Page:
Bald eagle at Benton Lake National Wildlife Refuge. Photo by Neil Mishler, USFWS.

    Reward offered for information about bald eagle shooting in Tennessee

    May 6, 2010 | 2 minute read

    TIPTONVILLE, TN - The U.S. Fish and Wildlife Service and the Tennessee Wildlife Resources Agency are investigating the shooting of a bald eagle in the Reelfoot area of Lake County. A reward of up to $3,300 is offered to anyone for information leading to a conviction of the person or persons responsible for shooting the eagle. The reward is provided from contributions by the U.S. Fish and Wildlife Service, the Tennessee Wildlife Resources Agency and the Mid-South Raptor Center.  Read the full story...

Podcasts

  • A low-growing green plant with a flower forming.
    Ginseng flower forming. Photo by Forest Farming, CC BY-ND 2.0.

    Ginseng trade conviction

    June 20, 2011 | 2 minute read

    Transcript Greetings and welcome to the Southern Appalachian Creature Feature. Following a four-day trial in U.S. District Court, a jury convicted Johnny Carl Grooms of Cosby, Tennessee, of conspiring to distribute oxycodone and cocaine, interstate travel to further drug trafficking, possession of oxycodone with the intent to distribute, distribution of cocaine, possession of firearms by a convicted felon, and illegally trafficking in ginseng. Grooms’s sentencing is set for October 3, and he faces up to life in prison as well as fines of over $8 million.  Learn more...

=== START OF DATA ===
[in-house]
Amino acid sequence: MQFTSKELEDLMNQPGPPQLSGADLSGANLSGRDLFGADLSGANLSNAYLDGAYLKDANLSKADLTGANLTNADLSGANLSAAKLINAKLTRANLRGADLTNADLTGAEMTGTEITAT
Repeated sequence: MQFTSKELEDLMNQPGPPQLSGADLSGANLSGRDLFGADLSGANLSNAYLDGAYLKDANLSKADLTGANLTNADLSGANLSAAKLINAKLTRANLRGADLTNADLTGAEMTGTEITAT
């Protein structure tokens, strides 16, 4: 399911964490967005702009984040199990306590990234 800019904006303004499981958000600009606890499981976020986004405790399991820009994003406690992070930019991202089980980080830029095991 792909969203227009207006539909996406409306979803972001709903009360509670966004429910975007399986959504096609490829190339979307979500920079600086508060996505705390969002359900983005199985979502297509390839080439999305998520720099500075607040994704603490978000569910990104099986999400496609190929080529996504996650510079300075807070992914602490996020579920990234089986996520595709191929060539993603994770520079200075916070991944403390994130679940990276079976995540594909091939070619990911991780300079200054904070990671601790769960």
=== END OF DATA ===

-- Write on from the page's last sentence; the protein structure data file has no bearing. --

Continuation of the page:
• Dead bald eagle discovered

    June 13, 2011 | 2 minute read

    Transcript Greetings and welcome to the Southern Appalachian Creature Feature. A dead bald eagle was discovered on Wednesday, May 4th at the Maggie Valley Festival Grounds located on Soco Road, US Highway 19 in Maggie Valley, North Carolina. An examination revealed the eagle had been recently shot and bullet fragments were removed from the carcass. The eagle was immature and lacked the characteristic adult white head and tail feathers which usually come in by the 6th year.  Learn more...

  • Bright red flowers emerge from a bog with a forest in the background.
    Mountain sweet pitcher plant patch in Butt CPA. Photo by Gary Peeples, USFWS.

    Southern Appalachian poaching

    January 30, 2011 | 2 minute read

    Transcript Greetings and welcome to the Southern Appalachian Creature Feature. It seems this winter has seen a flurry of activity in the capture and prosecution of wildlife smugglers. In mid-December a German man was arrested for smuggling hundreds of live tarantulas, including protected species, into the United States through the U.S. mail. In late December two smugglers plead guilty to breaking federal law in connection to their attempt to smuggle Cuban pigeon eggs into the country, running the risk of bringing avian disease into the United States.  Learn more...